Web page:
Below the doughnut 661s another disc 68 below which another doughnut 12 is arranged. Below doughnut 12 is another disc 14 below which another doughnut I6 is arranged. Below the doughnut 16 is another disc 18. While I have shown a certain number of discs and doughnuts, it is to be understood that the number is not fixed and any suitable number of these elements may be used. While I have shown a baliled stripping section which is the preferred form, it is to be understood that a cylindrical stripping vessel may be used without baffles. Instead of using discs and doughnuts, other baiile means, such as perforated plates or packing, may be used. With such baflling, it is only necessary to have a sumcient area to permit even downflow of the solid particles while permitting upflow of the gaseous stripping,

medium.

stripping gas introduced through lines 58 into the bottom portion of the stripping vessel 52 functions to maintain the particles in fluidized condition in the bottom of the stripping vessel 52. In the above stripping step, the solid particles are maintained in a dilute condition or as a dilute suspension of solid particles in strippin gas rather than in the dense phase or condition.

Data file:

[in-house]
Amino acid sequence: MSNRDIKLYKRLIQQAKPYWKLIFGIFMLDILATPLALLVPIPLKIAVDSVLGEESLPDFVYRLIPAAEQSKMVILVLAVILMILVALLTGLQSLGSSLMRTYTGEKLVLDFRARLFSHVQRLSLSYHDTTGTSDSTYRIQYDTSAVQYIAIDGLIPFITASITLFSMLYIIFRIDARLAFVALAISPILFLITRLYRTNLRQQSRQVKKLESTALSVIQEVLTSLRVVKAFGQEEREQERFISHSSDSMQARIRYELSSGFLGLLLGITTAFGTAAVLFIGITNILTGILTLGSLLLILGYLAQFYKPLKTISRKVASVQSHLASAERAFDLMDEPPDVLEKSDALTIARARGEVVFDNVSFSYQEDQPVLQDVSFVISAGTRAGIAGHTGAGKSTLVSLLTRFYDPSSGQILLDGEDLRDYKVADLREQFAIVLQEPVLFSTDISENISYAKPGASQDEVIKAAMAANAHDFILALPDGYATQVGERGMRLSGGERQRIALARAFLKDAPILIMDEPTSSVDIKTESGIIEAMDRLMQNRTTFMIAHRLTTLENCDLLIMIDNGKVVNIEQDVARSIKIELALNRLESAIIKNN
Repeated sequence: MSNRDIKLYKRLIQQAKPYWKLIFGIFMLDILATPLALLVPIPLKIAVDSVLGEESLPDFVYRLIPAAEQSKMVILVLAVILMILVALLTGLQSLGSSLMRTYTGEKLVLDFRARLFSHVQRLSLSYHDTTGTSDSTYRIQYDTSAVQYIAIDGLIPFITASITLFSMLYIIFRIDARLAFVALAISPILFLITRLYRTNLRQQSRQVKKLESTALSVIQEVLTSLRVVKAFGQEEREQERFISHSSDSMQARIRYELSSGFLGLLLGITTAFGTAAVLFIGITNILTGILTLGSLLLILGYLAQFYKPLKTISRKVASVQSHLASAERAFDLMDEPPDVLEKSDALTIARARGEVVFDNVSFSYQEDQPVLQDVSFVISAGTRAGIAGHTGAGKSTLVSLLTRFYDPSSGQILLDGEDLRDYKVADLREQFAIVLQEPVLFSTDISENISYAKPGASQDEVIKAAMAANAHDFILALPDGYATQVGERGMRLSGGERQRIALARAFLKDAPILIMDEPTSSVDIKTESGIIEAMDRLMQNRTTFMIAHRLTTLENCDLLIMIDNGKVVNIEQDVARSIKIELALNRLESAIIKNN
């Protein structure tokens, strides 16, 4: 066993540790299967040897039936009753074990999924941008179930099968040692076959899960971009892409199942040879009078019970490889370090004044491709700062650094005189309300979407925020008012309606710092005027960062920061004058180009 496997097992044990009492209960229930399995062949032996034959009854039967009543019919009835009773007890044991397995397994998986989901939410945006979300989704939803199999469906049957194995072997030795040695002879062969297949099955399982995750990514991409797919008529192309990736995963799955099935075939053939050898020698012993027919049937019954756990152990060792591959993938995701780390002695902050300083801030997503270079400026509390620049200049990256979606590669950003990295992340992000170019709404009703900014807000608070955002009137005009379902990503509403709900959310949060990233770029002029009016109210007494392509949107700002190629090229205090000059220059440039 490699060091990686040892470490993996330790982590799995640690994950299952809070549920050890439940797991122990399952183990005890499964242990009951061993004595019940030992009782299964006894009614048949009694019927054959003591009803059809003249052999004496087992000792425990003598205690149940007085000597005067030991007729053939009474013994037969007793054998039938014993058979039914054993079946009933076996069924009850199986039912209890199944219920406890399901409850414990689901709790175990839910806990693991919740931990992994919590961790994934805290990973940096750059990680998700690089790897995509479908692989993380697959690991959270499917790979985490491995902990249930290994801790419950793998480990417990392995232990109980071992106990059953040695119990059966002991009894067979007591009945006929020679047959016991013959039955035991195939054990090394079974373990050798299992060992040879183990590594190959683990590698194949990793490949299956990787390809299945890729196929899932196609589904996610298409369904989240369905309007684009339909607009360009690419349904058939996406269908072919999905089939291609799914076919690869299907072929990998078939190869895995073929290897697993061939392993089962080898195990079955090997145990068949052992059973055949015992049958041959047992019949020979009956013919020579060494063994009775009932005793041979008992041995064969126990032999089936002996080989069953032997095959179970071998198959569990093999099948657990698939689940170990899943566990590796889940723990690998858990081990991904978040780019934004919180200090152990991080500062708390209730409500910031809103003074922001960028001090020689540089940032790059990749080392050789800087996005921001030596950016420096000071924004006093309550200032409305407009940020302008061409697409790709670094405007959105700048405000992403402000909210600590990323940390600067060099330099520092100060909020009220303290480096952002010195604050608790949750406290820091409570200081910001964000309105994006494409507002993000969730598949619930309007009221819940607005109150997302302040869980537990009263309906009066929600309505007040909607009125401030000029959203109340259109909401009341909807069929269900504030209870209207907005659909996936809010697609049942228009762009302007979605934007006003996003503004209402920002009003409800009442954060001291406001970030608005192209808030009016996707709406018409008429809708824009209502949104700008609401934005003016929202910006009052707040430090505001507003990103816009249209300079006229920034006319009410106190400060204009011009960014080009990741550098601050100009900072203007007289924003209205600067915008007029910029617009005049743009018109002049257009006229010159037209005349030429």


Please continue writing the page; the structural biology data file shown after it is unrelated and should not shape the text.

This is the preferred form of my invention but under some conditions dense phase stripping in the vessel 52 may be carried out. In the preferred or dilute phase' stripping and when using powdered silica-alumina catalysts and using steam as the stripping agent, the density in the dilute phase will be about 4 lbs./cu.ft. to 10 lbs/cu. ft., which is dependent on the volume of stripping gas necessary to give the degree of I provided for standpipe 86. The particles are then passed through line 82 and mixed with a' gas introduced through line 84 and the mixture passed through line 88 to a regenerator or regeneration zone (not shown) for removing coke or carbonaceous material from the solid particles.

' Where the regeneration is a burning step, the gas introduced through line 84 is preferably air.

The regenerator is similar in operation to that of reaction vessel I in that the catalyst particles are maintained in a dense fluidized condition therein and catalyst particles in a dense fluidized condition are withdrawn from the lower portion thereof and passed through line or standpipe I3 to line I2. The hydrostatic pressure built up by the fluidized mixtures is sufficient to cause the catalyst to circulate through the system. The regenerator is preferably a somewhat higher level than the reactor.